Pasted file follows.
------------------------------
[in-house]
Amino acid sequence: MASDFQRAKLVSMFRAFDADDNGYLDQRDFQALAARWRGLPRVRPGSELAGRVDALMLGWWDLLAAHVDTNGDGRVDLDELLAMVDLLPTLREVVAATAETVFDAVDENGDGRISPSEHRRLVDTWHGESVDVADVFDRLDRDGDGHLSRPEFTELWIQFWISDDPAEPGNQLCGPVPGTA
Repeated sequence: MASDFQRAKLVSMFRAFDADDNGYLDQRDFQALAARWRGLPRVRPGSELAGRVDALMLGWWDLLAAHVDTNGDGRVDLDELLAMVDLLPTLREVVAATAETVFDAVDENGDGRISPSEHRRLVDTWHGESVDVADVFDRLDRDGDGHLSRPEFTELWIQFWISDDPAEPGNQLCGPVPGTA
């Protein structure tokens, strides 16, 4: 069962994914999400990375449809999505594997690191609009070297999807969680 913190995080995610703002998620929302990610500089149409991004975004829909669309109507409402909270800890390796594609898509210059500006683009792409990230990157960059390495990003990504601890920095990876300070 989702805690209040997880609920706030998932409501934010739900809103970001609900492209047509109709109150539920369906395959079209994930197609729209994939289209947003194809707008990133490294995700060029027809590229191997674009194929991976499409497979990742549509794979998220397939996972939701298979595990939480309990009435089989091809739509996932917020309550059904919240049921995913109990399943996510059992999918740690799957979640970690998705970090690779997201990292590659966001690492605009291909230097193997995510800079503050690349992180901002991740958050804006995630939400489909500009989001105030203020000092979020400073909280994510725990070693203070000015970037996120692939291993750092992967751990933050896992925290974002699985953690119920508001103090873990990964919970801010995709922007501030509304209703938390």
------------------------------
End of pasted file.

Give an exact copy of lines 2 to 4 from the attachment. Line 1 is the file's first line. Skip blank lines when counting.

Amino acid sequence: MASDFQRAKLVSMFRAFDADDNGYLDQRDFQALAARWRGLPRVRPGSELAGRVDALMLGWWDLLAAHVDTNGDGRVDLDELLAMVDLLPTLREVVAATAETVFDAVDENGDGRISPSEHRRLVDTWHGESVDVADVFDRLDRDGDGHLSRPEFTELWIQFWISDDPAEPGNQLCGPVPGTA
Repeated sequence: MASDFQRAKLVSMFRAFDADDNGYLDQRDFQALAARWRGLPRVRPGSELAGRVDALMLGWWDLLAAHVDTNGDGRVDLDELLAMVDLLPTLREVVAATAETVFDAVDENGDGRISPSEHRRLVDTWHGESVDVADVFDRLDRDGDGHLSRPEFTELWIQFWISDDPAEPGNQLCGPVPGTA
């Protein structure tokens, strides 16, 4: 069962994914999400990375449809999505594997690191609009070297999807969680 913190995080995610703002998620929302990610500089149409991004975004829909669309109507409402909270800890390796594609898509210059500006683009792409990230990157960059390495990003990504601890920095990876300070 989702805690209040997880609920706030998932409501934010739900809103970001609900492209047509109709109150539920369906395959079209994930197609729209994939289209947003194809707008990133490294995700060029027809590229191997674009194929991976499409497979990742549509794979998220397939996972939701298979595990939480309990009435089989091809739509996932917020309550059904919240049921995913109990399943996510059992999918740690799957979640970690998705970090690779997201990292590659966001690492605009291909230097193997995510800079503050690349992180901002991740958050804006995630939400489909500009989001105030203020000092979020400073909280994510725990070693203070000015970037996120692939291993750092992967751990933050896992925290974002699985953690119920508001103090873990990964919970801010995709922007501030509304209703938390």